Homicides in Colombia drop to ‘lowest level in four decades’
President Santos attributes declining trend to impact of FARC peace accord
President Juan Manuel Santos has hailed the impact of the historic peace deal signed between the Colombian government and the Revolutionary Armed Forces of Colombia (FARC), with official statistics indicating that last year the country registered the lowest homicide rate in four decades.
The rate, which has been declining gradually in recent years, clocked in at 24.4 murders per 100,000 people in 2016 — down from 26 in 2015 and a whopping 48 in 2004.
Colombian officials said that the last time the rate was that low was in 1974.
Colombian President Juan Manuel Santos’ year-end message attributed a great extent of the decline in the murder rate to the recent peace deal.
“Not only have we signed the peace agreement and started its implementation. Its benefits are already being felt! The bilateral and definitive ceasefire has saved dozens of lives since it started last August,” the president said. “Reparation to victims is making progress and the restoration of properties has allowed thousands of displaced families to go home. The security and calm of Colombian improved this year. We have managed the lowest homicide rate in 40 years!”
The four-percent dip in the homicide rate is equivalent to 500 lives saved in comparison to 2015 and officials are aiming for a rate of 21 homicides per 100,000 people by the end of 2017.
In parallel to the reduction in the murder rate, officials cited by the El Tiempo newspaper noted that there had been a 22 percent reduction in extortion and 21 percent less kidnappings seeking monetary rewards than in the previous year.
Colombian Defence Minister Luis Carlos Villegas told El Tiempo that 18 months ago extortion was on the rise but that that recent figures had revealed a steep drop.
The rate of 24.4 homicides per 100,000 inhabitants may be a recent historical low for Colombia, but Latin America as a region has homicide rates that are well above global averages, with an average of 22.5 homicides per 100,000 people. That figure is four times greater than the global average.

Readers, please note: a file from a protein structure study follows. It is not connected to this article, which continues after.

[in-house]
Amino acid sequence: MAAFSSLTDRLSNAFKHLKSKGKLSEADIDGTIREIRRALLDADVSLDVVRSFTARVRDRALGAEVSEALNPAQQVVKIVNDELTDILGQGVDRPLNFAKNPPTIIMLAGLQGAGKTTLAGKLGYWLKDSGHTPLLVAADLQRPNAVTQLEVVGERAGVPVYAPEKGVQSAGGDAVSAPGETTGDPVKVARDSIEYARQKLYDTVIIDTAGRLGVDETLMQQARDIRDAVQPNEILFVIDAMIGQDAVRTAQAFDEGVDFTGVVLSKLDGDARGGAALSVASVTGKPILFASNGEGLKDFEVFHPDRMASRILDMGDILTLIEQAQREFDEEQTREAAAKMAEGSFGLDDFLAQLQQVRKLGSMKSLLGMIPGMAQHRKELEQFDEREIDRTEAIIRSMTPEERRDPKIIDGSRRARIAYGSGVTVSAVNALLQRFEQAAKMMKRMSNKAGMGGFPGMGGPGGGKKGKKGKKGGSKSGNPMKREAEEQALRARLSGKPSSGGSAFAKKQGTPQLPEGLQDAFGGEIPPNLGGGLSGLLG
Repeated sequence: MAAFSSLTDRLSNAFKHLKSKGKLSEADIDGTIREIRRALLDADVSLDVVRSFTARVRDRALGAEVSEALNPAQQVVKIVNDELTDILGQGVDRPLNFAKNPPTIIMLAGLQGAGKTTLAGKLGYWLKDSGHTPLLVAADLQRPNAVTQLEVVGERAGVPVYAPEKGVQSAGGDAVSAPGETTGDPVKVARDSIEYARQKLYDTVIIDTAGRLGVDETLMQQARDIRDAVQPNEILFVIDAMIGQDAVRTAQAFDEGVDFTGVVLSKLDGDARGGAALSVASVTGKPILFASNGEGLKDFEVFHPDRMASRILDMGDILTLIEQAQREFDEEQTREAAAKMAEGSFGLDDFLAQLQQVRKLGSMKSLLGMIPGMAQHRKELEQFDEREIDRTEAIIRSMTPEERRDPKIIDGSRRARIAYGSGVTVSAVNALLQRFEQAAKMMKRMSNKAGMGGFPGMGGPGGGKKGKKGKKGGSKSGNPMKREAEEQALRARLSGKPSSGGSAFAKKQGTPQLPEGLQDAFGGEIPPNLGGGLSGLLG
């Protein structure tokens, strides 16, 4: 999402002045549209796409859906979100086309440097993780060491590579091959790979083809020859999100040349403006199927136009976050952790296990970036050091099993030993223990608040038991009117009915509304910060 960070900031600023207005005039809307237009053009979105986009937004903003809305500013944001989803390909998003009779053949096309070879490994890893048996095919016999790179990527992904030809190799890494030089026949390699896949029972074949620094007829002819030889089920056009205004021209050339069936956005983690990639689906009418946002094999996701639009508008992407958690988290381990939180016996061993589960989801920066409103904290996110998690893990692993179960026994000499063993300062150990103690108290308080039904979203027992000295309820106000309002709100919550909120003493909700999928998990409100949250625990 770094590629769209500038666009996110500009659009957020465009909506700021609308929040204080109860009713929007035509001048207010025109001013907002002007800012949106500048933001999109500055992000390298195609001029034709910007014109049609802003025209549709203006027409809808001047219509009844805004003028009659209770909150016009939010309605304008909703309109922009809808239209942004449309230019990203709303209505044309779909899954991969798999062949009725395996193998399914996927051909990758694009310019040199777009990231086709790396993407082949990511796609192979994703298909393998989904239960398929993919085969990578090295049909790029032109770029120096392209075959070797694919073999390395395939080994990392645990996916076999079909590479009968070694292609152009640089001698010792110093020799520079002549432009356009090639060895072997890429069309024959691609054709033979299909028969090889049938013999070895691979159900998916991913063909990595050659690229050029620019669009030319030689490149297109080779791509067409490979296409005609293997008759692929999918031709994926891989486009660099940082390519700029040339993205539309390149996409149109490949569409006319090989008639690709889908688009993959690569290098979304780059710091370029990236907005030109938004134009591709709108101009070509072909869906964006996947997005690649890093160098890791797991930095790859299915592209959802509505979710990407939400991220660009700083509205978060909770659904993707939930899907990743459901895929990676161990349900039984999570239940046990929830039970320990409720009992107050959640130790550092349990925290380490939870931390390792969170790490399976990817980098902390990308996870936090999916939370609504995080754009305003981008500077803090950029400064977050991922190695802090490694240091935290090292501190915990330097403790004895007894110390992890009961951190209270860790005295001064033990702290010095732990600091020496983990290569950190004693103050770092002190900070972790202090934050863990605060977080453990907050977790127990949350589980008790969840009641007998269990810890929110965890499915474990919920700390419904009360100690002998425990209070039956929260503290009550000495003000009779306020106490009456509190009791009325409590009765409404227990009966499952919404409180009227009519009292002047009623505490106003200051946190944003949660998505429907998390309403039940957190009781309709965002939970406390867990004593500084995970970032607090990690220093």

Not only is Latin America well above the global average, it is also an outlier in terms of the rest of the developing world — which has a homicide rate of 5.9 per 100,000 people. Sub-Saharan Africa takes the unwanted second position in the ranking, with 9.5 murders per 100,000 people.
According to the Security Ministry here, the average homicide rate in Argentina for 2015 was 6.6 victims per 100,000 inhabitants, compared to six per 100,000 people reported in 2008.
Drug-trafficking and organised crime, the prevalence of firearms and in recent years and the Colombian conflict have been cited as the reasons for the astronomical murder rates in the region.
For Santos, the peace negotiations in 2016 clearly made a dent in the violence. While in 2015, 112 FARC members were killed, last year only six were reported to have been killed. Some 108 Colombian soldiers were killed in 2015, and 44 deaths reported in 2016. Those relatively higher numbers may be linked to the fact that the ELN guerrilla group and the government have not signed a peace agreement despite fledgling talks. In 2016, 53 ELN members were killed in skirmishes and 632 were arrested according to officials.
Colombia’s Congress last week approved an amnesty law to protect thousands of demobilising Marxist guerrilla fighters from prosecution for minor crimes committed during the country’s 52-year war.
The law, a key part of a peace deal signed last month between the government and the Revolutionary Armed Forces of Colombia (FARC) rebels, will not include fighters who have committed war crimes or human rights violations.
The amnesty also applies to members of the country’s military. It is the first in a series of laws tied to the deal that will be sped through Congress in hopes of reassuring rebels who are beginning to move to special demobilisation zones.
The bill was passed in both the Senate and the Lower House, despite vociferous opposition from the right-wing Democratic Centre party — led by Santos’ mentor-turned-enemy, former president Álvaro Uribe, whose members abstained from voting.
The coalition of President Juan Manuel Santos, who was awarded the Nobel Peace Prize this month, has a majority in Congress.
Some 7,000 FARC fighters are expected to lay down their arms over the next six months.
Rebels found guilty of serious crimes like massacres, sexual violence or kidnapping will not fall under the amnesty and will instead serve alternative sentences such as land- mine removal, to be determined by a special court.
In a joint statement last week, the FARC and the government said they would establish how many rebels are not eligible for the amnesty by January 30 at the latest.
Other laws tied to the peace deal include rural reform, compensation to victims, removal of land mines and a United Nations-monitored ceasefire. The FARC will convert into a political party under the accord.
Herald with Reuters